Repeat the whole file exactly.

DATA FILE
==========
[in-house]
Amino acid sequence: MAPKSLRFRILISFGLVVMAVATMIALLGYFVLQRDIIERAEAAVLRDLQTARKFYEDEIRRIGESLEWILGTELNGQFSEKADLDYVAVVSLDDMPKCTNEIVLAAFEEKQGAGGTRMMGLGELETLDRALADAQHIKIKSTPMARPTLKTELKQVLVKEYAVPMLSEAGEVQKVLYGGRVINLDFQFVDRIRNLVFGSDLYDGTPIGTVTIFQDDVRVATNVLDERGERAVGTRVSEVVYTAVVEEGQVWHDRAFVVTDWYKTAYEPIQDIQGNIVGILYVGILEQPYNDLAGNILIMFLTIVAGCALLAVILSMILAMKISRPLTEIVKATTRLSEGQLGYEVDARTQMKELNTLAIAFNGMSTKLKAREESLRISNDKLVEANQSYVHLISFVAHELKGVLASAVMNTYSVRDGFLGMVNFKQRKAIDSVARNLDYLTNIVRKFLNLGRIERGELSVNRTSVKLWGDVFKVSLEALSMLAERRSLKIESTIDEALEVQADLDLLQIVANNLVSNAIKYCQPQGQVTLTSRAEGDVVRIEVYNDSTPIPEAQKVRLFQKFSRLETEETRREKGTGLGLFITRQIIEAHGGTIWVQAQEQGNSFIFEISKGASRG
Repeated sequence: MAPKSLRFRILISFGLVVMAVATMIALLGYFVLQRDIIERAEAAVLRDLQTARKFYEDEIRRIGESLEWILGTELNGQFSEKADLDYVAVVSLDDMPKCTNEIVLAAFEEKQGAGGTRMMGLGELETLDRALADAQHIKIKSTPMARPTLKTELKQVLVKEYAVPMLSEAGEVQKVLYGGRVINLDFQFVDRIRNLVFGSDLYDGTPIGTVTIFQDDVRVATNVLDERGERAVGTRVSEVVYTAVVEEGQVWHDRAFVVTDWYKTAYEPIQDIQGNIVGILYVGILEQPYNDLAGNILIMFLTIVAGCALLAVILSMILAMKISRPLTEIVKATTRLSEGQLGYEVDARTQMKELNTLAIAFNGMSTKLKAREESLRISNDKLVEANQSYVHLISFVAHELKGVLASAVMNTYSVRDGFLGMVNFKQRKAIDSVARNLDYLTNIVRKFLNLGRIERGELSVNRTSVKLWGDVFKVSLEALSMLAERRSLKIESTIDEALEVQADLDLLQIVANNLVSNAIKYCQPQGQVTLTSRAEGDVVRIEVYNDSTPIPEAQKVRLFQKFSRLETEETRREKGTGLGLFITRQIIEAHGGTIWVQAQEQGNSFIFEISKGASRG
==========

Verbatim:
[in-house]
Amino acid sequence: MAPKSLRFRILISFGLVVMAVATMIALLGYFVLQRDIIERAEAAVLRDLQTARKFYEDEIRRIGESLEWILGTELNGQFSEKADLDYVAVVSLDDMPKCTNEIVLAAFEEKQGAGGTRMMGLGELETLDRALADAQHIKIKSTPMARPTLKTELKQVLVKEYAVPMLSEAGEVQKVLYGGRVINLDFQFVDRIRNLVFGSDLYDGTPIGTVTIFQDDVRVATNVLDERGERAVGTRVSEVVYTAVVEEGQVWHDRAFVVTDWYKTAYEPIQDIQGNIVGILYVGILEQPYNDLAGNILIMFLTIVAGCALLAVILSMILAMKISRPLTEIVKATTRLSEGQLGYEVDARTQMKELNTLAIAFNGMSTKLKAREESLRISNDKLVEANQSYVHLISFVAHELKGVLASAVMNTYSVRDGFLGMVNFKQRKAIDSVARNLDYLTNIVRKFLNLGRIERGELSVNRTSVKLWGDVFKVSLEALSMLAERRSLKIESTIDEALEVQADLDLLQIVANNLVSNAIKYCQPQGQVTLTSRAEGDVVRIEVYNDSTPIPEAQKVRLFQKFSRLETEETRREKGTGLGLFITRQIIEAHGGTIWVQAQEQGNSFIFEISKGASRG
Repeated sequence: MAPKSLRFRILISFGLVVMAVATMIALLGYFVLQRDIIERAEAAVLRDLQTARKFYEDEIRRIGESLEWILGTELNGQFSEKADLDYVAVVSLDDMPKCTNEIVLAAFEEKQGAGGTRMMGLGELETLDRALADAQHIKIKSTPMARPTLKTELKQVLVKEYAVPMLSEAGEVQKVLYGGRVINLDFQFVDRIRNLVFGSDLYDGTPIGTVTIFQDDVRVATNVLDERGERAVGTRVSEVVYTAVVEEGQVWHDRAFVVTDWYKTAYEPIQDIQGNIVGILYVGILEQPYNDLAGNILIMFLTIVAGCALLAVILSMILAMKISRPLTEIVKATTRLSEGQLGYEVDARTQMKELNTLAIAFNGMSTKLKAREESLRISNDKLVEANQSYVHLISFVAHELKGVLASAVMNTYSVRDGFLGMVNFKQRKAIDSVARNLDYLTNIVRKFLNLGRIERGELSVNRTSVKLWGDVFKVSLEALSMLAERRSLKIESTIDEALEVQADLDLLQIVANNLVSNAIKYCQPQGQVTLTSRAEGDVVRIEVYNDSTPIPEAQKVRLFQKFSRLETEETRREKGTGLGLFITRQIIEAHGGTIWVQAQEQGNSFIFEISKGASRG